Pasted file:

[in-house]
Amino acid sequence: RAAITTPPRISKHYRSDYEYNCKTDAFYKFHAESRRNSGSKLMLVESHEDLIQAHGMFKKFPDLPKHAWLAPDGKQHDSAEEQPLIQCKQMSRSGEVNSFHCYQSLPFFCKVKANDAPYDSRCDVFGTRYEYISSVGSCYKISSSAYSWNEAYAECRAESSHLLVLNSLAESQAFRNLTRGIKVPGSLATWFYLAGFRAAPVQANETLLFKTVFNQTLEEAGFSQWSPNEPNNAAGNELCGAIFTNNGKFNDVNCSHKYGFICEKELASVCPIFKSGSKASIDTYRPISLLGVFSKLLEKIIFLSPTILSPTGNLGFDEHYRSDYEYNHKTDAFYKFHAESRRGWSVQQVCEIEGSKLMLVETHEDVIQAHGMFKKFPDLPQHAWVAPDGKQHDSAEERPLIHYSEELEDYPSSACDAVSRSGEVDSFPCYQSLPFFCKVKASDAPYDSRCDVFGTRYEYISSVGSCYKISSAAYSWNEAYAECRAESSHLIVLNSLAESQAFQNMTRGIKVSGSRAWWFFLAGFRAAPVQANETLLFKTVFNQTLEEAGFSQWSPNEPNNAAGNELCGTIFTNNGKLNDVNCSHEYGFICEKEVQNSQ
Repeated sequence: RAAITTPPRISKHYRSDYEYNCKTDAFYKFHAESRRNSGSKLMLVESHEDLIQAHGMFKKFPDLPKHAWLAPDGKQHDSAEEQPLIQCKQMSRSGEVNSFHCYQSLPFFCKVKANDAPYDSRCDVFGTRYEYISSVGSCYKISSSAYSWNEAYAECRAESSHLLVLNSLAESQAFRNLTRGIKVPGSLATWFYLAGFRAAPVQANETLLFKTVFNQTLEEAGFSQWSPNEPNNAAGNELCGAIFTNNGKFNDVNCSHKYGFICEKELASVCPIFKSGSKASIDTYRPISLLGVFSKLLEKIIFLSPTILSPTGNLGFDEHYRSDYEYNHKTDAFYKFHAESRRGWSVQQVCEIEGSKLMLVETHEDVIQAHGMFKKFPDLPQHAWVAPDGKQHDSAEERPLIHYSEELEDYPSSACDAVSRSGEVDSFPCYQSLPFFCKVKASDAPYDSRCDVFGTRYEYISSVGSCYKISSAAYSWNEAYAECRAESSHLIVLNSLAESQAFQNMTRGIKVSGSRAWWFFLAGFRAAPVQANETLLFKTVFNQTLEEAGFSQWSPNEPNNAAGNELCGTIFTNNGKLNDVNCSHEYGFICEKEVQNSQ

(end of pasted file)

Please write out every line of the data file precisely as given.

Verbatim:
[in-house]
Amino acid sequence: RAAITTPPRISKHYRSDYEYNCKTDAFYKFHAESRRNSGSKLMLVESHEDLIQAHGMFKKFPDLPKHAWLAPDGKQHDSAEEQPLIQCKQMSRSGEVNSFHCYQSLPFFCKVKANDAPYDSRCDVFGTRYEYISSVGSCYKISSSAYSWNEAYAECRAESSHLLVLNSLAESQAFRNLTRGIKVPGSLATWFYLAGFRAAPVQANETLLFKTVFNQTLEEAGFSQWSPNEPNNAAGNELCGAIFTNNGKFNDVNCSHKYGFICEKELASVCPIFKSGSKASIDTYRPISLLGVFSKLLEKIIFLSPTILSPTGNLGFDEHYRSDYEYNHKTDAFYKFHAESRRGWSVQQVCEIEGSKLMLVETHEDVIQAHGMFKKFPDLPQHAWVAPDGKQHDSAEERPLIHYSEELEDYPSSACDAVSRSGEVDSFPCYQSLPFFCKVKASDAPYDSRCDVFGTRYEYISSVGSCYKISSAAYSWNEAYAECRAESSHLIVLNSLAESQAFQNMTRGIKVSGSRAWWFFLAGFRAAPVQANETLLFKTVFNQTLEEAGFSQWSPNEPNNAAGNELCGTIFTNNGKLNDVNCSHEYGFICEKEVQNSQ
Repeated sequence: RAAITTPPRISKHYRSDYEYNCKTDAFYKFHAESRRNSGSKLMLVESHEDLIQAHGMFKKFPDLPKHAWLAPDGKQHDSAEEQPLIQCKQMSRSGEVNSFHCYQSLPFFCKVKANDAPYDSRCDVFGTRYEYISSVGSCYKISSSAYSWNEAYAECRAESSHLLVLNSLAESQAFRNLTRGIKVPGSLATWFYLAGFRAAPVQANETLLFKTVFNQTLEEAGFSQWSPNEPNNAAGNELCGAIFTNNGKFNDVNCSHKYGFICEKELASVCPIFKSGSKASIDTYRPISLLGVFSKLLEKIIFLSPTILSPTGNLGFDEHYRSDYEYNHKTDAFYKFHAESRRGWSVQQVCEIEGSKLMLVETHEDVIQAHGMFKKFPDLPQHAWVAPDGKQHDSAEERPLIHYSEELEDYPSSACDAVSRSGEVDSFPCYQSLPFFCKVKASDAPYDSRCDVFGTRYEYISSVGSCYKISSAAYSWNEAYAECRAESSHLIVLNSLAESQAFQNMTRGIKVSGSRAWWFFLAGFRAAPVQANETLLFKTVFNQTLEEAGFSQWSPNEPNNAAGNELCGTIFTNNGKLNDVNCSHEYGFICEKEVQNSQ